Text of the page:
Q: How should I deal with annual leave requests where my employee would be required to quarantine after travelling abroad?
A: There may be a need for some flexibility exercised here.
Simply put, discretion is the keyword when it comes to how employers should deal with this issue, especially because statutory sick pay is not payable for quarantine-related self-isolation periods.
Employers may exercise such discretion by having a policy in place to govern the taking up of annual leave for quarantine after travelling abroad.
Once the decision has been made to have a policy, what next?
Policies of this nature can be tricky to draft, especially because even though most, if not all, employers have a policy on taking up annual leave, none have likely dealt with this type of issue before.
It may therefore be beneficial for the policy to stipulate that staff can decide how they use this quarantine period, emphasising that annual leave is not the only option open to them, or that employers can allocate a specific method of managing the period to staff.
In a policy that outlines that staff can decide what works best for them, employers may find it useful to first think about what this might include.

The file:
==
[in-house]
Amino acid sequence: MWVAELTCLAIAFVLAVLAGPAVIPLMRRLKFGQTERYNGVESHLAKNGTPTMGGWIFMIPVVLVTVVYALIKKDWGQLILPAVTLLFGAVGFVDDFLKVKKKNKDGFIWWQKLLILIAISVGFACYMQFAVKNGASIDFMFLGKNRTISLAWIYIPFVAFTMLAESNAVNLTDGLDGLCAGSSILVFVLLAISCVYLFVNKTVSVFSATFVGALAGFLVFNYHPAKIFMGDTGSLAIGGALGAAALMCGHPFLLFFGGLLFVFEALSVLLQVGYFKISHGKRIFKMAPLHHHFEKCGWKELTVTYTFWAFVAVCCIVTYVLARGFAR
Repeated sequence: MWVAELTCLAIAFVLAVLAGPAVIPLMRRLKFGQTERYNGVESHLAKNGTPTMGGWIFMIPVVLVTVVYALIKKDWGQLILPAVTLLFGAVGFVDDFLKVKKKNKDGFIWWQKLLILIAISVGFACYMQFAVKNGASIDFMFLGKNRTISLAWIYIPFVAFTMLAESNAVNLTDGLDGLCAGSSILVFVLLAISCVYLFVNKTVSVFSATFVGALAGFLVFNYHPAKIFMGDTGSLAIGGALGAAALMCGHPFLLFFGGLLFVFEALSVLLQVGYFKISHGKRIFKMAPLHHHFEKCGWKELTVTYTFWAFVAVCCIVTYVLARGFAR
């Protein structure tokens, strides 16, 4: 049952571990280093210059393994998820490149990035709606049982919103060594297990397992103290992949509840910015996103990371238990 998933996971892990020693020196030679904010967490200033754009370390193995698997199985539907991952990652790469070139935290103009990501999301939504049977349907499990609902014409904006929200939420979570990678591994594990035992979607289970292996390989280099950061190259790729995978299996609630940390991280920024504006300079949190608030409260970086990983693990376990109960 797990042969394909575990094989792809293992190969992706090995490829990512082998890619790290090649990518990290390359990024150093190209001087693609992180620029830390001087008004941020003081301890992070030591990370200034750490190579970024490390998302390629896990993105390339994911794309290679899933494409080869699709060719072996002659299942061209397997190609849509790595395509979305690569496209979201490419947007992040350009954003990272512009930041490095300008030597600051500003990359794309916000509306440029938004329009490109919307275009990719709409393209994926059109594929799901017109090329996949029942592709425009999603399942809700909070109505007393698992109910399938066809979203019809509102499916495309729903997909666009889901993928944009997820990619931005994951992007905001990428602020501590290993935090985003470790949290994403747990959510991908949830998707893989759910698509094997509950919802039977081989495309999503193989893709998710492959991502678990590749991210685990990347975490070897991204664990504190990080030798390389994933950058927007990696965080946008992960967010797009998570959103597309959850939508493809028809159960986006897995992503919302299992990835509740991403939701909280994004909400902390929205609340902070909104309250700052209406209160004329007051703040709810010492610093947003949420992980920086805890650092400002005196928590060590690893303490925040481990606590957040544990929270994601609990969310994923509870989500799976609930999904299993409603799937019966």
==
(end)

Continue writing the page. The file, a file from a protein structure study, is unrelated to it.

For example, will they be guaranteed any of the options that they request? Or can they mix them – for example, annual leave one week and home-working the next?
Although this method would give staff a significant level of control over what they can and/or cannot do during a period of self-isolation, employers still have the final say.
Employers may, however, want to implement a more stringent policy – either one that tells staff what they should be prepared to do if they must self-isolate after travelling abroad, which may or may not include annual leave, or one that tells staff the options they are permitted to request and those they not.
This will allow employers to implement solutions that will not be detrimental to their business while also allowing staff to choose which will work best for them.
The latter of the two more stringent policies is arguably the most advisable as it is less likely to reduce morale among staff, who may be happy to use other suitable means of spending their self-isolation periods if being granted annual leave is not possible.
This might work, for example, in situations where too many members of staff are requesting annual leave at the same time, causing a shortfall in available staff.
If employers choose to either accept all requests, implement stringent rules around dealing with requests (in case of an influx), or stand somewhere in the middle, having a policy in place is the best approach to managing travel-related quarantine periods.
Policies should ideally deal with annual leave requests as well as alternative options such as home working.